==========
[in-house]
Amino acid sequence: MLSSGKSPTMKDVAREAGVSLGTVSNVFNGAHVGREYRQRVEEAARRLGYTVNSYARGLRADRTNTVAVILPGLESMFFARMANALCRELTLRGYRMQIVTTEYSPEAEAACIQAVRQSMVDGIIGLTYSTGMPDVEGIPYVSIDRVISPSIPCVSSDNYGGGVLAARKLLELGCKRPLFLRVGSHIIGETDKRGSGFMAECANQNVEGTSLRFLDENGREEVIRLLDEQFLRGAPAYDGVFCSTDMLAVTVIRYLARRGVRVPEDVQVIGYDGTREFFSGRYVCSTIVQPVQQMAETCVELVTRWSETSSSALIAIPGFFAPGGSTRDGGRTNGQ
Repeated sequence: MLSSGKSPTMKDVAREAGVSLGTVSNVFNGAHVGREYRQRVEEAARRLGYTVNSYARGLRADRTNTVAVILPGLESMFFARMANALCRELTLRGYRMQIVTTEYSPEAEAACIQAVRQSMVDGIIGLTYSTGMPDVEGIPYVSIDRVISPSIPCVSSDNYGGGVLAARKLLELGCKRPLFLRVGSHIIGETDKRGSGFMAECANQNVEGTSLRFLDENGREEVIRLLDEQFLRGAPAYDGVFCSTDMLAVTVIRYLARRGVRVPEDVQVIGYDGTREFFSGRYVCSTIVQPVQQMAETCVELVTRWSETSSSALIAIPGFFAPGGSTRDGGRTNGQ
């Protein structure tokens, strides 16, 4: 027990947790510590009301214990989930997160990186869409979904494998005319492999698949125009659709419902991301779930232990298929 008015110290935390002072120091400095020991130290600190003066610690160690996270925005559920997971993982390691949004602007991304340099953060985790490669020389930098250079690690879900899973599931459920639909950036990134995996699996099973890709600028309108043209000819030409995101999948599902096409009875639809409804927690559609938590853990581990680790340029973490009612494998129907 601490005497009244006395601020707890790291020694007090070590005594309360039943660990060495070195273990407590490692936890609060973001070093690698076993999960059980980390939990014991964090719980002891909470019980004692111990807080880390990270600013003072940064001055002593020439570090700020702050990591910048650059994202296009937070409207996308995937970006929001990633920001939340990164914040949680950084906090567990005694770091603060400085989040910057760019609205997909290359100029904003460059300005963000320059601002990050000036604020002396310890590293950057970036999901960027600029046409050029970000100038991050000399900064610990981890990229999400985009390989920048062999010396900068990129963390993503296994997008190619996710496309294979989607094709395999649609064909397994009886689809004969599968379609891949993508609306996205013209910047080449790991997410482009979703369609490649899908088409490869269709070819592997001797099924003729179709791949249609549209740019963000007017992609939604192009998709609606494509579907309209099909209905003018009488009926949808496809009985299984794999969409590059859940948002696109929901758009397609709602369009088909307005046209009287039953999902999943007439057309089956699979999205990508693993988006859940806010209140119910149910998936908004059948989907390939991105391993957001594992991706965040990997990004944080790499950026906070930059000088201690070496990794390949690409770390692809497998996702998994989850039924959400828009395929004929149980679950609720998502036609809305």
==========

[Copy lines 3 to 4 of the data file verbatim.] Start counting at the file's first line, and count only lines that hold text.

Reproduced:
Repeated sequence: MLSSGKSPTMKDVAREAGVSLGTVSNVFNGAHVGREYRQRVEEAARRLGYTVNSYARGLRADRTNTVAVILPGLESMFFARMANALCRELTLRGYRMQIVTTEYSPEAEAACIQAVRQSMVDGIIGLTYSTGMPDVEGIPYVSIDRVISPSIPCVSSDNYGGGVLAARKLLELGCKRPLFLRVGSHIIGETDKRGSGFMAECANQNVEGTSLRFLDENGREEVIRLLDEQFLRGAPAYDGVFCSTDMLAVTVIRYLARRGVRVPEDVQVIGYDGTREFFSGRYVCSTIVQPVQQMAETCVELVTRWSETSSSALIAIPGFFAPGGSTRDGGRTNGQ
């Protein structure tokens, strides 16, 4: 027990947790510590009301214990989930997160990186869409979904494998005319492999698949125009659709419902991301779930232990298929 008015110290935390002072120091400095020991130290600190003066610690160690996270925005559920997971993982390691949004602007991304340099953060985790490669020389930098250079690690879900899973599931459920639909950036990134995996699996099973890709600028309108043209000819030409995101999948599902096409009875639809409804927690559609938590853990581990680790340029973490009612494998129907 601490005497009244006395601020707890790291020694007090070590005594309360039943660990060495070195273990407590490692936890609060973001070093690698076993999960059980980390939990014991964090719980002891909470019980004692111990807080880390990270600013003072940064001055002593020439570090700020702050990591910048650059994202296009937070409207996308995937970006929001990633920001939340990164914040949680950084906090567990005694770091603060400085989040910057760019609205997909290359100029904003460059300005963000320059601002990050000036604020002396310890590293950057970036999901960027600029046409050029970000100038991050000399900064610990981890990229999400985009390989920048062999010396900068990129963390993503296994997008190619996710496309294979989607094709395999649609064909397994009886689809004969599968379609891949993508609306996205013209910047080449790991997410482009979703369609490649899908088409490869269709070819592997001797099924003729179709791949249609549209740019963000007017992609939604192009998709609606494509579907309209099909209905003018009488009926949808496809009985299984794999969409590059859940948002696109929901758009397609709602369009088909307005046209009287039953999902999943007439057309089956699979999205990508693993988006859940806010209140119910149910998936908004059948989907390939991105391993957001594992991706965040990997990004944080790499950026906070930059000088201690070496990794390949690409770390692809497998996702998994989850039924959400828009395929004929149980679950609720998502036609809305």